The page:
2010-09-06 15:28:37Accusations that the opposition is holding 'religious beliefs'
James Wight


Does this rule still apply on threads about the nature of science and/or the psychology and motivations behind climate change denial?

I ask because yesterday on the thread for the blog post “Is climate science settled?”, thingadonta posted a comment comparing climate scientists to Aztecs sacrificing humans to a Sun God. I was tempted to delete it, but instead decided to respond. Numerous other commenters have also responded to thingadonta, until CBW complained that the moderators should have just deleted the comment in the first place.

It’s probably too late to delete that discussion now, but similar situations are likely to arise again, so I want to know: should I have deleted thingadonta’s comment?

PS: Do you think we should start an “AGW is religion” thread to which we can direct all these commenters?

2010-09-06 15:43:35IDs of known "trolls"?


I'm wondering if it might help new moderators if we had a readily available list of "usual suspects" - meaning commenters who tend to have their comments deleted? IDs like thingadonta or factfinder come to mind but there might be others which moderators should be on the lookout for.

Could it perhaps also make sense to keep repeat offenders (from looking at recent comments, I'd say people like factfinder) from posting comments in the first place?



2010-09-06 22:46:10Sun god post
John Cook

Should you have deleted thingadonta's post? In a word, yes :-) it violated several policies - equating the opposition with religion, inflammatory rhetoric, political overtones. By the time I'd noticed it, a whole discussion had sprung up around it and the horse had bolted. Maybe I could post a top ten moderated users list so moderators can keep an eye out for serial offenders. Note - I do every now and then ban a user - just the other day, I banned a guy who accused me and the site of fraud. There's no possibility of good faith discussion with such a person so I banned him after deleting his comments.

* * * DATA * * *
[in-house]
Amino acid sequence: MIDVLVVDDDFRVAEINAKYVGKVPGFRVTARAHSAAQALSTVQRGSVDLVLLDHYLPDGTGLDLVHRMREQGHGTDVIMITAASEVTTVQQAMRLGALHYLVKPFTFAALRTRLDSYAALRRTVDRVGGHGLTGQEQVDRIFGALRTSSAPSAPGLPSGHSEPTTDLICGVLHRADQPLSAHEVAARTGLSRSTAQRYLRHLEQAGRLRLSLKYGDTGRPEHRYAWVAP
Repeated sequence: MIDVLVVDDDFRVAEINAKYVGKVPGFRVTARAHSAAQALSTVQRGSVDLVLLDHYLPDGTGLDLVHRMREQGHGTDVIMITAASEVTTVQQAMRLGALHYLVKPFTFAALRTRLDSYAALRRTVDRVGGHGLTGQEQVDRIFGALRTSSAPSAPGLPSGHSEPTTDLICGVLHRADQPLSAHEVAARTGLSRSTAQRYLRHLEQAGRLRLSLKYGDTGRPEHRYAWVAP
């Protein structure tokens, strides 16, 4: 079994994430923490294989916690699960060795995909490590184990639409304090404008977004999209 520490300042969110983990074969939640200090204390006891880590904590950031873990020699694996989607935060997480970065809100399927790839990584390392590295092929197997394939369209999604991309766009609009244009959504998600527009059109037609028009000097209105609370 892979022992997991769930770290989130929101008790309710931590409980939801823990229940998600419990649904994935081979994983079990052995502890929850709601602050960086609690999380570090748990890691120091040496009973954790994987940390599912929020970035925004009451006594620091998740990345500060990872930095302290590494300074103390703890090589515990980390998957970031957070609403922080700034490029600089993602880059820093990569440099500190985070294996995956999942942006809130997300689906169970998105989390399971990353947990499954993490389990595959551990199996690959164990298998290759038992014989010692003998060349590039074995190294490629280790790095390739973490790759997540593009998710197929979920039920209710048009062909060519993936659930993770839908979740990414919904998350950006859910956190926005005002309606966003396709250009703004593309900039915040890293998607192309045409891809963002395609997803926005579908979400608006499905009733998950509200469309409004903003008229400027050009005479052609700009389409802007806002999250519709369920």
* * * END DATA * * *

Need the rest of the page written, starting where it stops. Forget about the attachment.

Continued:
2010-09-07 21:12:50Moderate comments before they show up?


I'm wondering if it could make sense to put certain "repeat offenders" on moderation so that their comments do not show up unless they have been approved by one of the moderators. That way, we wouldn't get replies to comments which should have been deleted...

This would give us the means to act instead of having to react after the fact.


2010-09-07 23:35:57Preemptive editing idea
John Cook


Interesting idea - two problems I can see. One is the screaming and complaining from those blacklisted. That's not a deal breaker for me. Of more concern is the amount of programming required. :-)

It's actually not that difficult to program so comments on this idea are welcome.

2010-09-08 05:48:50Deleted comments and reasons why


Hi John,

do you keep more than the latest 30 (or so) deleted comments we can see on the deleted comments page? I would like to better quantify which commenters have their comments deleted for which reason and how often this happens. If we had this type of information we could come up with some rules of which commenters should perhaps be put on moderation to avoid issues like the one Ned mentions in "moderation massacre" (eg. having more than 10 comments deleted due to accusation of fraud, lying and/or being inflammatory should be a very good reason to be put on moderation while "reply to deleted comment" wouldn't really be a reason for moderation). In order for such a "statistic" to be at least somewhat meaningful, I'd obviously need a lot more data than 30 entries.



2010-09-09 03:41:30Detachment


May I suggest also that moderators not use moderator boxes in comments threads as a platform for discussion?

I'm not sure who's doing the moderating, but in an entirely understandable way the moderator at this


thread has been drawn into a discussion w/Roger Pielke Sr.

This is not good.  

It's my understanding that remarks in moderator boxes should be confined to the bare minimum required for administrative necessity, such as redirecting comments to a more appropriate thread, admonishments about repeated policy violations and the like.  

2010-09-09 08:43:10Moderator reply policy
John Cook


Generally speaking, the moderator boxes are just used for pointing to an on-topic page. However, I do use the 'response box' to directly respond to people that direct questions to myself. So in this regard, one exception to the rule would be if a moderator submitted a blog post then a comment is addressed directly at them. At that point, it might be appropriate for the moderator/author to directly respond.